What Fukushima Means to Me

I really appreciate Yumi wrote about Fukushima on her blog.
As she mentioned, it is so complicated and difficult for us to decide to leave everything and move out.


Time flies so fast-

March 11 this year marks the 3rd year anniversary since the Fukshima Daiichi Plant’s Nuclear Disaster in 2011, but countless issues are still remain unsolved.

I found the article about the 3.11 disaster and it says;

This disaster was caused by not only the massive earthquake and tsunami, but the human error and irresponsibility of the state, nuclear industry and their supporters who prioritize profit over people.



Fukushima leaves us an overwhelming question; are there any safe places, food or water left for us, or for future generations?

I love my hometown so much and hope Fukushima will be the most cleanest place in the world in the future!





Discover Japan

Mount Bandai Photo by Breakover Mount Bandai in Fukushima (会津磐梯山)
Photo by Breakover

What does Fukushima mean to us, Japanese?  The answer depends on who you ask:  For many it is a constant reminder of the nuclear power plant accident, the reason to protest against the danger of nuclear power, a place where their donations and prayers are sent.  For some it is a faraway place where they rarely heard of until the recent tragedy, an obscure northeastern prefecture known for peaches, kokeshi dolls, and onsen.  For me it is my ancestral home where my family lives.

My grandfather was a farmer who grew fruits and vegetables in his small farm near Fukushima city.  Until he died recently at the age of 96 he sent us fresh produce from his farm throughout the year.  My grandmother owned a small market, so she, too, regularly sent us boxes containing various local fruits and vegetables – peaches…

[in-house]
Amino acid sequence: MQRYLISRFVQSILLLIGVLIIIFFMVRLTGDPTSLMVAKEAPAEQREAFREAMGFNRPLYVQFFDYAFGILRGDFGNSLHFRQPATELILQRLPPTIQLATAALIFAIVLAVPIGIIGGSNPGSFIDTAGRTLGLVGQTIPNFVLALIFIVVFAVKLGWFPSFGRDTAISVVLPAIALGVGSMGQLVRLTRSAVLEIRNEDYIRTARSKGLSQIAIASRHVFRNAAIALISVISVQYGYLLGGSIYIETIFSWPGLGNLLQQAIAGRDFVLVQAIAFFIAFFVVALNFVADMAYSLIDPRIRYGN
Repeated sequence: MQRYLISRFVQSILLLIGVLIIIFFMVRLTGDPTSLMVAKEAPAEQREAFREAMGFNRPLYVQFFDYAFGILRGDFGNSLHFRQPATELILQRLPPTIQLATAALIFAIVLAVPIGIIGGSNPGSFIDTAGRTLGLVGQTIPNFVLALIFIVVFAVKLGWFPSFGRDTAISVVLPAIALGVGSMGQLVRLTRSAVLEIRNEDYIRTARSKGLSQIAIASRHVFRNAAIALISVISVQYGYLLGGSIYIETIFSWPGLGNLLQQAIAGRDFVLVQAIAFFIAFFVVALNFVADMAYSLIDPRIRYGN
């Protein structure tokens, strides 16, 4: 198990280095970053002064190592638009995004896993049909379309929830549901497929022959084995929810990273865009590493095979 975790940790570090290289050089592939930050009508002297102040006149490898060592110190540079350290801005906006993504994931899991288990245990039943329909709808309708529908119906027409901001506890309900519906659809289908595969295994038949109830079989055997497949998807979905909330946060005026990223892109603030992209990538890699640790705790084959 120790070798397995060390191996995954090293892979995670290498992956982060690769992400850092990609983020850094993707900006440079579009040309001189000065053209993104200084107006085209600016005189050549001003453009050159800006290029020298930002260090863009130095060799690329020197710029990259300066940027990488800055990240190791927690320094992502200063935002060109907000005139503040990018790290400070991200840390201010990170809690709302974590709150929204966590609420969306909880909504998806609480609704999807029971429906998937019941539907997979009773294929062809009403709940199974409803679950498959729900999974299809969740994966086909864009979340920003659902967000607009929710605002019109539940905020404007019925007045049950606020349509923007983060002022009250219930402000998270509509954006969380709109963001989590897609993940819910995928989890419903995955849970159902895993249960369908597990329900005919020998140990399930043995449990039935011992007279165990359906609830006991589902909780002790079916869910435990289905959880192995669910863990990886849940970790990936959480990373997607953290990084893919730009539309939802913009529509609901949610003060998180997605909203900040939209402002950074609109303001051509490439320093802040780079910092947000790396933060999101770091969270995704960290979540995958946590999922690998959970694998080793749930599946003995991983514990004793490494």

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4 thoughts on “What Fukushima Means to Me

  1. Yumi says:

    Thank you so much for reblogging!


  2. Oh,thank you so much for visiting my blog and your comment!
    I always pray for your family,too.


  3. miwa theresa says:

    Thank for coming to my blog and following! I’ll be looking forward to reading more posts from you 😉

    After reading this particular post I wanted to share a post that I wrote for a previous bilingual blog that I shared with my sisters. We no longer update it and that’s why I now have my own blog now, but the post I wrote about the tsunami and earthquake is something that I felt I should share with you. Fuuka sasetewa ikenaine.

    My thoughts and prayers remain with those who were and still are affected.

    Here’s the link to my post:


    • Thank you ,miwa!
      I visited your blog and your diary about 3.11 made me tears.
      That day we lost so many things.
      My parents-in-law still live in the temporary housing in Kashima…
      To tell you the truth, I don’t want to remember that day of Tsunami, but as you said, I know we must not let memories of that day and the great disaster fade with the passage of time.
      Thank you for sharing!


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